City, residents grapple over Colby Circle development
As the decision to grant a two-year extension for a housing project is pushed, some local residents are pushing back.
After over two hours of meeting time, the architectural commission voted unanimously on April 24 to continue the decision to extend the design approvals for the Colby Circle Townhome project, a 96-unit development that is part of the Old School House specific plan, for 90 days.
In that 90-day time frame, the commission wants to find out what their scope is for approving the project’s extension, and if they can approve a conditional extension involving more community input.
If the extension were denied, the design approvals would have expired on May 9, voiding the design of the project but keeping the size and number of units. The 90-day extension pushes back that deadline, city spokesperson Bevin Handel said.
The commission was tasked with making only one finding: whether or not the applicant—in this case Intracorp Homes, which is in the middle of buying the property from Old School House property owner Harry Wu—could not have avoided the delay.
The city has claimed that the economic recession, in addition to the complexities of implementing the entire OSH specific plan, are reasons why it has taken so long.
Senior Planner Leticia Cardoso said that since the last extension in 2016, the former Claremont Inn has been torn down, and designs for a 30-unit residential building and parking garage have been approved, signaling to the commission that work has been done.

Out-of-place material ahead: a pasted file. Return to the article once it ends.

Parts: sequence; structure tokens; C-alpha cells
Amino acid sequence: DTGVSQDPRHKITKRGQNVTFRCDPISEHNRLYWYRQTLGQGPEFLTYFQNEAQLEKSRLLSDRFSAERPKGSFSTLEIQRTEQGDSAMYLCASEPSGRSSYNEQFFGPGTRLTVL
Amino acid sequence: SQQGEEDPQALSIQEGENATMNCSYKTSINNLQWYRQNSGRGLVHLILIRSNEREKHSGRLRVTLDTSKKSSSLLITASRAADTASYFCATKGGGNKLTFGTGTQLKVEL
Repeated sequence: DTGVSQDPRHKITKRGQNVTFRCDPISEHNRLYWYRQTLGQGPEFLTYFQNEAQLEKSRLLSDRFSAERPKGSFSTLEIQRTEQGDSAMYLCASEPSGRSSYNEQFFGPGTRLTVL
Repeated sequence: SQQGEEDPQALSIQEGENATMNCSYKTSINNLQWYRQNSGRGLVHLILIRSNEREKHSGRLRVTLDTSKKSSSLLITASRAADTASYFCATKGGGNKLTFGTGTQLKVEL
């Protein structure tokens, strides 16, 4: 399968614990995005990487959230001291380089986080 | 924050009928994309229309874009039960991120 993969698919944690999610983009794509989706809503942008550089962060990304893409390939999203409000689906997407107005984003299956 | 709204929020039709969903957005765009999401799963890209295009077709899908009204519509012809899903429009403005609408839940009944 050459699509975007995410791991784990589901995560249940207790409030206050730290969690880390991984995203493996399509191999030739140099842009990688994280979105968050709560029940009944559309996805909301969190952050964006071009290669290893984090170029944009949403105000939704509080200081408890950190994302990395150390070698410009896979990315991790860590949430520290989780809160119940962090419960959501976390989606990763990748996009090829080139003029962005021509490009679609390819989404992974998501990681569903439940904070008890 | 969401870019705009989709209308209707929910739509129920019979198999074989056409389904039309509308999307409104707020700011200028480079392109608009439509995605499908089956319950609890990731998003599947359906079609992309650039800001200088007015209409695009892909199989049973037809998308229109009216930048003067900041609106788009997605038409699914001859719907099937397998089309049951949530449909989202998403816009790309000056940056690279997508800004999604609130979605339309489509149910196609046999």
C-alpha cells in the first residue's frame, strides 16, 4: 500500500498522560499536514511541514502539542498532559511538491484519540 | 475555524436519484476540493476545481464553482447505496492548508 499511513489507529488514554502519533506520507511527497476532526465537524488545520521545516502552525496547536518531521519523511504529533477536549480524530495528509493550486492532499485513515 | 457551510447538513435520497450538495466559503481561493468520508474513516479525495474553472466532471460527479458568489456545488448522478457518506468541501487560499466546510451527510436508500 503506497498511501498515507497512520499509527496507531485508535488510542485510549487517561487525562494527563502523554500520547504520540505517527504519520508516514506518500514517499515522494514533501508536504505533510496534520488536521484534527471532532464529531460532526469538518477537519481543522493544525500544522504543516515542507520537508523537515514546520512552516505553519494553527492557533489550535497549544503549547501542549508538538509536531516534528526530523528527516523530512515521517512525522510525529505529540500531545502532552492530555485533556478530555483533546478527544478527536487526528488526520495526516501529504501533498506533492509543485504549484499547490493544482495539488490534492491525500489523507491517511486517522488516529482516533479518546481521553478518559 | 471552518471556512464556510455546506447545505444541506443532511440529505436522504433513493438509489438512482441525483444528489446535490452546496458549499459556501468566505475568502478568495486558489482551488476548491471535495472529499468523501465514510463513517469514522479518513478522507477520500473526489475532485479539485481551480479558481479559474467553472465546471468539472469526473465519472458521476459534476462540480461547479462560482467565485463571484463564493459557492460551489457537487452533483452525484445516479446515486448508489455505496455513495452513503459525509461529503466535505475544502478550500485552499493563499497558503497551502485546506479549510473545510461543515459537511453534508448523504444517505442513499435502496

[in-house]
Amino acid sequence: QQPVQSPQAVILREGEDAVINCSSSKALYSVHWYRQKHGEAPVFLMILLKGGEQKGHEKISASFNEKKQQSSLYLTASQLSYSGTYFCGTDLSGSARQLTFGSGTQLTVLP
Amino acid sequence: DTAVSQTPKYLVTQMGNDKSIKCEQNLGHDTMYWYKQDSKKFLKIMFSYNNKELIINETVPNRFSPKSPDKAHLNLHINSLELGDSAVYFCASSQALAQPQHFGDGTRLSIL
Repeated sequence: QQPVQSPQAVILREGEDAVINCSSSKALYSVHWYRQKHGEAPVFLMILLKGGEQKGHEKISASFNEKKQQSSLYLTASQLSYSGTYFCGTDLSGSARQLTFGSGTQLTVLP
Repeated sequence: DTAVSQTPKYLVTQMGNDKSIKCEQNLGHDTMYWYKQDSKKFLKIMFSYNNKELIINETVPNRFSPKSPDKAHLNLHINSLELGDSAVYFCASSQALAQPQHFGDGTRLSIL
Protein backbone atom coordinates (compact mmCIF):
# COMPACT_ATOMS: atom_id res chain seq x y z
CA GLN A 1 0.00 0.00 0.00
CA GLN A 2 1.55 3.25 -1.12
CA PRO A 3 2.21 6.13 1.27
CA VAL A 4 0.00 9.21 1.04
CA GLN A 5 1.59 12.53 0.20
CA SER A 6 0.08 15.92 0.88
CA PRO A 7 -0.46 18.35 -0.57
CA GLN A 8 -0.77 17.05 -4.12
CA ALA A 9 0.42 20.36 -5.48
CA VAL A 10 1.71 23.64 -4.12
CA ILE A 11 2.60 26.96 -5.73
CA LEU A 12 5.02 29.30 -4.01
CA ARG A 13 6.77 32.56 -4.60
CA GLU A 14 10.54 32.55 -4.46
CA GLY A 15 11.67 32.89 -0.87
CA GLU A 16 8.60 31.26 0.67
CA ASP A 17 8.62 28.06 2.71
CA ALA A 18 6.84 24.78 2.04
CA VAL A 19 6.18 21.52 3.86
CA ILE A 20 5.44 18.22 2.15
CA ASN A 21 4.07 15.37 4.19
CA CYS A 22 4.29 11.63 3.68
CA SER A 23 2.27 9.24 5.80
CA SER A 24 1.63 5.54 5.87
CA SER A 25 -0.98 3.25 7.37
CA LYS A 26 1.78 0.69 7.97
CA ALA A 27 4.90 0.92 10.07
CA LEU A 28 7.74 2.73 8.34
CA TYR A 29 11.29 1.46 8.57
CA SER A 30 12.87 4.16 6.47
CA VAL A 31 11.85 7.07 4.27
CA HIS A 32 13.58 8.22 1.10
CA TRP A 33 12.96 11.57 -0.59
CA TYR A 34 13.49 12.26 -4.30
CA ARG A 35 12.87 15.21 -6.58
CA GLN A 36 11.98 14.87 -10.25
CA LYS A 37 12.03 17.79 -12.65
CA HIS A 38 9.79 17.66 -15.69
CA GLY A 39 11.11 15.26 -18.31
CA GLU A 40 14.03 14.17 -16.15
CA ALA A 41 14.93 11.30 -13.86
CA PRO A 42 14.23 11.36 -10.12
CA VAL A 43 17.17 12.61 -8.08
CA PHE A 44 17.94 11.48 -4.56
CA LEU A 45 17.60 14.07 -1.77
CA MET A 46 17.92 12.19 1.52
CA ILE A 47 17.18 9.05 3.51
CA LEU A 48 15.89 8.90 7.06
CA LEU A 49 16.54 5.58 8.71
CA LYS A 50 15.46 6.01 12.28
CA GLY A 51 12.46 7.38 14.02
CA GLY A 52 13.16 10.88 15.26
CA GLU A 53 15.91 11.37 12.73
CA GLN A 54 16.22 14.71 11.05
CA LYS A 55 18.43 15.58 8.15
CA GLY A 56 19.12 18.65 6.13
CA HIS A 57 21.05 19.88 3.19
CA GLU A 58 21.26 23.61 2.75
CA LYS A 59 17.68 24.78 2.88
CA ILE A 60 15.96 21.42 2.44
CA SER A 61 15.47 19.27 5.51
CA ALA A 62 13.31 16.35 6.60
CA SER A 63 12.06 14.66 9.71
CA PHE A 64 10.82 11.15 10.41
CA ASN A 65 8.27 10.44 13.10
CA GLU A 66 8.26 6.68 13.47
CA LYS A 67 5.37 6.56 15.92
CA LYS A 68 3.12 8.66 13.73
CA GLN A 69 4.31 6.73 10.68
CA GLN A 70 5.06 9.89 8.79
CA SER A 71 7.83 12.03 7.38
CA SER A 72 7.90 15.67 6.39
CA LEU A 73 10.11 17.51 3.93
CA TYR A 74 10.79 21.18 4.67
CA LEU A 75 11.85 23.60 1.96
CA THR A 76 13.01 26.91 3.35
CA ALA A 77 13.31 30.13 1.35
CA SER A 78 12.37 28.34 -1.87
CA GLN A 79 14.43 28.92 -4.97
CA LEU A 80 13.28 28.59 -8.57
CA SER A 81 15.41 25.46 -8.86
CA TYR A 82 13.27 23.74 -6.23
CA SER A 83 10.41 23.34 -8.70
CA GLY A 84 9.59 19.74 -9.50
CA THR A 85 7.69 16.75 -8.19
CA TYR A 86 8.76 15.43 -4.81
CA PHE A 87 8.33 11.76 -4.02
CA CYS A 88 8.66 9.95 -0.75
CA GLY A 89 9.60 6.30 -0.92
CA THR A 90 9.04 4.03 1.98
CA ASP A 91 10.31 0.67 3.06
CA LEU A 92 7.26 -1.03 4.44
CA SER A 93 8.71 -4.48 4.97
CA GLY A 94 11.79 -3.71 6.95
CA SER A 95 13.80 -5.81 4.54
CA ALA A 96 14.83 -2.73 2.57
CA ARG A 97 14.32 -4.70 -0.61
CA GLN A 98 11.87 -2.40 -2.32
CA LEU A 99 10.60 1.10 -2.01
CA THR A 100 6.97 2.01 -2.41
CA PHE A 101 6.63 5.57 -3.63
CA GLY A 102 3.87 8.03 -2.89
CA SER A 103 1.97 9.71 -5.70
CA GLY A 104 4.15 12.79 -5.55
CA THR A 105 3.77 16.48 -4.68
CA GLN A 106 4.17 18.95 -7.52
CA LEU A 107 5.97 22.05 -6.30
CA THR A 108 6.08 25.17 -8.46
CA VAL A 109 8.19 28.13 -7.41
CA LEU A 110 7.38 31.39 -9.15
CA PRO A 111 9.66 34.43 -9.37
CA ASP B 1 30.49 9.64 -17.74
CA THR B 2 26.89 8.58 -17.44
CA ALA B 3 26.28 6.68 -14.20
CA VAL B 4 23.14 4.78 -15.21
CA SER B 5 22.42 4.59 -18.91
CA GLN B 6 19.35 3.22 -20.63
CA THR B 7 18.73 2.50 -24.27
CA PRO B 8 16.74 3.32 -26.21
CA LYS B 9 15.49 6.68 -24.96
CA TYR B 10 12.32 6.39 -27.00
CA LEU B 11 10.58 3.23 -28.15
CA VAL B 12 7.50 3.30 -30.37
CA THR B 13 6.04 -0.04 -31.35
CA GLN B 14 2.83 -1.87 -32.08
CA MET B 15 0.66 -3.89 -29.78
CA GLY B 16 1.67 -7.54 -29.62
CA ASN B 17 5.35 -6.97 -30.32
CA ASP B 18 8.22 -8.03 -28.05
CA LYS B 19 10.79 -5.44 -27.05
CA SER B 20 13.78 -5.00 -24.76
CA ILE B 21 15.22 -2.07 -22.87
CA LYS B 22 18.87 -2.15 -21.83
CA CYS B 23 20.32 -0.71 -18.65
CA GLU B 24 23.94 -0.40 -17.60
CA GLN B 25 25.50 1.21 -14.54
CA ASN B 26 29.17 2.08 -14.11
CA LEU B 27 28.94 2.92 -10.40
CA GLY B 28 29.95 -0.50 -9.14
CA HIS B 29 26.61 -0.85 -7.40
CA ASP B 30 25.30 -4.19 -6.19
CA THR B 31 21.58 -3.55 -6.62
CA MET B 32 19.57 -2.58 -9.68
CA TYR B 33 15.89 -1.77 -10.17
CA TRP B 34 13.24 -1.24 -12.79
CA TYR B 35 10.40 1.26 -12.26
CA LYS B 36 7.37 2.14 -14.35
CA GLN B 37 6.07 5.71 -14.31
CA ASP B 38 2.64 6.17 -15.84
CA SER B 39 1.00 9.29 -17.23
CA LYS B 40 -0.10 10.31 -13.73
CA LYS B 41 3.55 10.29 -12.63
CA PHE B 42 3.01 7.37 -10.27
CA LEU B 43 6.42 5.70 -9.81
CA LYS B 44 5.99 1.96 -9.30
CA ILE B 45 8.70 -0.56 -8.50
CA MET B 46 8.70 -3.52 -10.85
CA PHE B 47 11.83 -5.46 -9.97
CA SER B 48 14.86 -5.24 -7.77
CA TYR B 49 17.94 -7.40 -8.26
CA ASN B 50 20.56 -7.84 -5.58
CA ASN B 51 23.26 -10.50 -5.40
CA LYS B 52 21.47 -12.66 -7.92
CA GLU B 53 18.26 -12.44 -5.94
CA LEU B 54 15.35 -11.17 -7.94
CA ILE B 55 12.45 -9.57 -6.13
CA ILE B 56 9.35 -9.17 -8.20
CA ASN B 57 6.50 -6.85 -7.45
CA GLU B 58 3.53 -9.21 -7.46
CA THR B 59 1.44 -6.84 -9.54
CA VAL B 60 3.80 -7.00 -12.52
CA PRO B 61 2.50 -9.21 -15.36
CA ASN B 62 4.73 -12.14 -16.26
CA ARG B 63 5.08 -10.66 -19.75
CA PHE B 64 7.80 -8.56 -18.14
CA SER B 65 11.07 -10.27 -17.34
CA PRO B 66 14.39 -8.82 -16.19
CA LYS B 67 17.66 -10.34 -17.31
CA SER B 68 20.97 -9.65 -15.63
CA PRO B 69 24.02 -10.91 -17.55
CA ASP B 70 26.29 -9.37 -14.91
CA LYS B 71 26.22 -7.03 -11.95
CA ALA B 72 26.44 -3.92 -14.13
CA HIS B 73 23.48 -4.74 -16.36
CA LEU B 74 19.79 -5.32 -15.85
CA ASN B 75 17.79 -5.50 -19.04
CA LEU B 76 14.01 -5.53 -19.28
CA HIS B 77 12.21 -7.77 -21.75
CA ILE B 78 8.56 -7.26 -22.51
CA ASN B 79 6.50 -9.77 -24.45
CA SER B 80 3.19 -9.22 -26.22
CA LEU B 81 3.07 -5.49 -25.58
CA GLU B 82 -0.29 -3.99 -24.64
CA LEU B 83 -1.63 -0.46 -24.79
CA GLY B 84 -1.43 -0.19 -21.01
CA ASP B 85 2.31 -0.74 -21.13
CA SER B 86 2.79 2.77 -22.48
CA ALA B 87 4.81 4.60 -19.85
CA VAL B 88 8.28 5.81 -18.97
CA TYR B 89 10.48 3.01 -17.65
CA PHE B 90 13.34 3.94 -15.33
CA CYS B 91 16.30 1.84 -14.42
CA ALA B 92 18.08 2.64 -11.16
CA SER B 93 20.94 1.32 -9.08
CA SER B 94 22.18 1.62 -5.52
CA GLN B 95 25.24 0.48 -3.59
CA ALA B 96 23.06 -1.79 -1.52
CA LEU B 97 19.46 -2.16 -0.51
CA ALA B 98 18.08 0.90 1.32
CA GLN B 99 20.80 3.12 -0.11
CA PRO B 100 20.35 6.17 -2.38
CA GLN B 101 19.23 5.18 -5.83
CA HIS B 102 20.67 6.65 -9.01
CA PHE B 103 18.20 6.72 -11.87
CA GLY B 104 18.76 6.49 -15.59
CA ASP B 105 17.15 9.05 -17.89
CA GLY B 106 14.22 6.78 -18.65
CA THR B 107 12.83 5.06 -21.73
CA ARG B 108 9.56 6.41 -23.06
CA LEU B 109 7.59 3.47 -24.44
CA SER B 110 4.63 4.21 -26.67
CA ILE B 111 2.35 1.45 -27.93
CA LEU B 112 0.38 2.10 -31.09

That 240-space garage must be completed before construction on Colby Circle begins, the city has said, due to the fact that the Colby project will be taking out two parking lots.
The commission’s task caused uneasiness with some on the dais. Bob Perry said he didn’t have enough information to know for sure that the delays in the project could not have been avoided. Brian Worley claimed that part of the reason why the project was delayed is the commission itself, which delayed approval of the Claremont Inn apartments/parking garage.
Meanwhile, nearby residents are concerned about the size and the scale of the project, which was approved in 2007 and has been extended four times since. At least one former Claremonter, Moni T. Law, has filed a public records request seeking communications from the city about the future development.
Resident Donna Lowe, who lives nearby on Via Zurita, claims the project “doesn’t fit in with the character in the community and the surrounding communities.”
“That space over there, it would just be too densely packed,” she said. “I’m not saying it shouldn’t be developed, it should be. It’s great space for housing. But the density of that will very much have a negative impact on this whole area.”
For Ms. Law, the development would almost pop up right in her father’s back yard.
The home she grew up in on Oxford Avenue, which the Law family has lived in since 1970, borders the northwest corner of the Colby Circle development. She says second-floor balconies from the planned townhomes would be overlooking her pool.